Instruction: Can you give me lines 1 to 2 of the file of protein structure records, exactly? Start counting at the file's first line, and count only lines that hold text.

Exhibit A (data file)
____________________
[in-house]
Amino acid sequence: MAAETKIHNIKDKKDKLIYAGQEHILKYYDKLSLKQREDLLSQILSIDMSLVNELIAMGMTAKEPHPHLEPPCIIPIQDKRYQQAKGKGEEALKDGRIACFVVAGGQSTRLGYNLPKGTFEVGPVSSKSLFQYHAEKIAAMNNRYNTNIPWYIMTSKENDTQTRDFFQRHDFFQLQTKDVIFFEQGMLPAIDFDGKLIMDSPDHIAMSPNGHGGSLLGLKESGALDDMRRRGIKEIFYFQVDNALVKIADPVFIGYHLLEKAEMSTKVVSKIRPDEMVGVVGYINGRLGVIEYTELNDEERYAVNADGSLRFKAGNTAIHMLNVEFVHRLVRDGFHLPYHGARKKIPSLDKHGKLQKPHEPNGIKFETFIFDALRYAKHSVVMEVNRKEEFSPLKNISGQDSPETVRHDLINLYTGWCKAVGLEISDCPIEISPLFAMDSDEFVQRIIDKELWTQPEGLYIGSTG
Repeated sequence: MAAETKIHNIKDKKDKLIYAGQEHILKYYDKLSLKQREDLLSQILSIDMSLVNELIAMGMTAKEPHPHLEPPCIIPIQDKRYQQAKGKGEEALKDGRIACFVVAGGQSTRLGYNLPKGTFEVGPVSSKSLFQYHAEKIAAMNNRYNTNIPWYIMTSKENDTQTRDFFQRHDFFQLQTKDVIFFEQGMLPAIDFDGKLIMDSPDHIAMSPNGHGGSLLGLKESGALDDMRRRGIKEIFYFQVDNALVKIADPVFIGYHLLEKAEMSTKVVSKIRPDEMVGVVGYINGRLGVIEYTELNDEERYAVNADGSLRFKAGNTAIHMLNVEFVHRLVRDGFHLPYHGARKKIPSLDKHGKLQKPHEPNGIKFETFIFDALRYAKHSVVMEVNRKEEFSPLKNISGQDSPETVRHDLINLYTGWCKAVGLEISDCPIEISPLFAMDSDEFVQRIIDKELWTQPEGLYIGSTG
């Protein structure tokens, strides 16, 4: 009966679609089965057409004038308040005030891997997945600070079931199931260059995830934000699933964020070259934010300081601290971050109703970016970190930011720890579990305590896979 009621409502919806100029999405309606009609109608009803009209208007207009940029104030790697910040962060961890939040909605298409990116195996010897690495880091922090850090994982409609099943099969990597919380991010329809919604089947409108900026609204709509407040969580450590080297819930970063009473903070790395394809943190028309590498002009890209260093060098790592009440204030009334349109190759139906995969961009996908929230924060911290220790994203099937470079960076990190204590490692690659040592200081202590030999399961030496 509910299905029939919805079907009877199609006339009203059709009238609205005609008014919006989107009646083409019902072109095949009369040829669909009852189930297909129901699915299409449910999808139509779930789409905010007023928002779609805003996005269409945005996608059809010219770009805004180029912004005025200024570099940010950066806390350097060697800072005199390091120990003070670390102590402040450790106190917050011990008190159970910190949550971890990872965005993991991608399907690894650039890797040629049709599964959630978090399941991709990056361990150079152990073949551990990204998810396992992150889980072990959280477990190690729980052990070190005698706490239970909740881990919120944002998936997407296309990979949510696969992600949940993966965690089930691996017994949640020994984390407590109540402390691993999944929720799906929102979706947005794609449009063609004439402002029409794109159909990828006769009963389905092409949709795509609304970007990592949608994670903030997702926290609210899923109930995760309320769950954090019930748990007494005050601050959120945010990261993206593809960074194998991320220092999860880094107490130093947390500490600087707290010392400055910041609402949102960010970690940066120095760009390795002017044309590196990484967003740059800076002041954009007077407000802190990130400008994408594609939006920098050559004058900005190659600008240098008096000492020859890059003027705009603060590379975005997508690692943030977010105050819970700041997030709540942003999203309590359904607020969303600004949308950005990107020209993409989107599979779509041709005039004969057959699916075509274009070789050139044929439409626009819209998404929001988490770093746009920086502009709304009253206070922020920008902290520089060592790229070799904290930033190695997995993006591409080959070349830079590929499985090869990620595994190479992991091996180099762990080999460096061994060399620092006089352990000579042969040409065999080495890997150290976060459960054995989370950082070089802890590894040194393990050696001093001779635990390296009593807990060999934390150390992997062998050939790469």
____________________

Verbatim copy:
[in-house]
Amino acid sequence: MAAETKIHNIKDKKDKLIYAGQEHILKYYDKLSLKQREDLLSQILSIDMSLVNELIAMGMTAKEPHPHLEPPCIIPIQDKRYQQAKGKGEEALKDGRIACFVVAGGQSTRLGYNLPKGTFEVGPVSSKSLFQYHAEKIAAMNNRYNTNIPWYIMTSKENDTQTRDFFQRHDFFQLQTKDVIFFEQGMLPAIDFDGKLIMDSPDHIAMSPNGHGGSLLGLKESGALDDMRRRGIKEIFYFQVDNALVKIADPVFIGYHLLEKAEMSTKVVSKIRPDEMVGVVGYINGRLGVIEYTELNDEERYAVNADGSLRFKAGNTAIHMLNVEFVHRLVRDGFHLPYHGARKKIPSLDKHGKLQKPHEPNGIKFETFIFDALRYAKHSVVMEVNRKEEFSPLKNISGQDSPETVRHDLINLYTGWCKAVGLEISDCPIEISPLFAMDSDEFVQRIIDKELWTQPEGLYIGSTG